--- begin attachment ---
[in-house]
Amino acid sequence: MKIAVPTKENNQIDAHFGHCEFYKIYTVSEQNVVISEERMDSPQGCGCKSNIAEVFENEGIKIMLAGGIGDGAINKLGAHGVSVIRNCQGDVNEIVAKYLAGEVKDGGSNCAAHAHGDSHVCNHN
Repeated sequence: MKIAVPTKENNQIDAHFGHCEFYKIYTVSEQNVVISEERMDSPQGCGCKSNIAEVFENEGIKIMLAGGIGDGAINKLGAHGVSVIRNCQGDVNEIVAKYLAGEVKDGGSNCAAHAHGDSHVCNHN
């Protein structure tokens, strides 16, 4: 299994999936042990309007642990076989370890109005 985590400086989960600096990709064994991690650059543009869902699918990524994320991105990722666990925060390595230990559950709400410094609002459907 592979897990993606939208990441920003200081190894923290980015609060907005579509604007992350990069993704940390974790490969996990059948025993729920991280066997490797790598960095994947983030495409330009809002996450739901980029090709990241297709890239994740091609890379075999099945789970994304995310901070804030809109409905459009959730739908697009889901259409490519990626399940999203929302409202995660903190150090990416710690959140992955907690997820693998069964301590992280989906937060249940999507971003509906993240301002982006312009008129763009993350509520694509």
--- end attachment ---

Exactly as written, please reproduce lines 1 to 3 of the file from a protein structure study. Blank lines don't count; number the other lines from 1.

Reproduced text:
[in-house]
Amino acid sequence: MKIAVPTKENNQIDAHFGHCEFYKIYTVSEQNVVISEERMDSPQGCGCKSNIAEVFENEGIKIMLAGGIGDGAINKLGAHGVSVIRNCQGDVNEIVAKYLAGEVKDGGSNCAAHAHGDSHVCNHN
Repeated sequence: MKIAVPTKENNQIDAHFGHCEFYKIYTVSEQNVVISEERMDSPQGCGCKSNIAEVFENEGIKIMLAGGIGDGAINKLGAHGVSVIRNCQGDVNEIVAKYLAGEVKDGGSNCAAHAHGDSHVCNHN